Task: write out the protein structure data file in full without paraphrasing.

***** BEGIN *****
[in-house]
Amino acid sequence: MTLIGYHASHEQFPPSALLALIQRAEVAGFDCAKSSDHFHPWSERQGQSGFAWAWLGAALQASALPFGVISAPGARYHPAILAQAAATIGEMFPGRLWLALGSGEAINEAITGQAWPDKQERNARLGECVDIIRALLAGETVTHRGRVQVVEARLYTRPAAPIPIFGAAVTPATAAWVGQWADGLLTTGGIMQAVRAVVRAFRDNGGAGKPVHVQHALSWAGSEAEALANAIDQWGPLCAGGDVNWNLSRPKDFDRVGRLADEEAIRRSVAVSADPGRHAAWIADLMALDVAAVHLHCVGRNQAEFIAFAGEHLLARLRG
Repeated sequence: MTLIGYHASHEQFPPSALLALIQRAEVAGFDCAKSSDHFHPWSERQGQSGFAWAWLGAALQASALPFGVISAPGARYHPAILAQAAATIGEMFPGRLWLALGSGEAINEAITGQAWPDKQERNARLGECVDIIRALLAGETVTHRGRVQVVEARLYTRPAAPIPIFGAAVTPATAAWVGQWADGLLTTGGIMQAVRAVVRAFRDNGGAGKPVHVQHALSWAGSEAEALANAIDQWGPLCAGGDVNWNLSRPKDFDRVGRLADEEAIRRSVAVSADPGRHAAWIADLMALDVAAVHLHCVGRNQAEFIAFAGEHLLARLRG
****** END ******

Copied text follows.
[in-house]
Amino acid sequence: MTLIGYHASHEQFPPSALLALIQRAEVAGFDCAKSSDHFHPWSERQGQSGFAWAWLGAALQASALPFGVISAPGARYHPAILAQAAATIGEMFPGRLWLALGSGEAINEAITGQAWPDKQERNARLGECVDIIRALLAGETVTHRGRVQVVEARLYTRPAAPIPIFGAAVTPATAAWVGQWADGLLTTGGIMQAVRAVVRAFRDNGGAGKPVHVQHALSWAGSEAEALANAIDQWGPLCAGGDVNWNLSRPKDFDRVGRLADEEAIRRSVAVSADPGRHAAWIADLMALDVAAVHLHCVGRNQAEFIAFAGEHLLARLRG
Repeated sequence: MTLIGYHASHEQFPPSALLALIQRAEVAGFDCAKSSDHFHPWSERQGQSGFAWAWLGAALQASALPFGVISAPGARYHPAILAQAAATIGEMFPGRLWLALGSGEAINEAITGQAWPDKQERNARLGECVDIIRALLAGETVTHRGRVQVVEARLYTRPAAPIPIFGAAVTPATAAWVGQWADGLLTTGGIMQAVRAVVRAFRDNGGAGKPVHVQHALSWAGSEAEALANAIDQWGPLCAGGDVNWNLSRPKDFDRVGRLADEEAIRRSVAVSADPGRHAAWIADLMALDVAAVHLHCVGRNQAEFIAFAGEHLLARLRG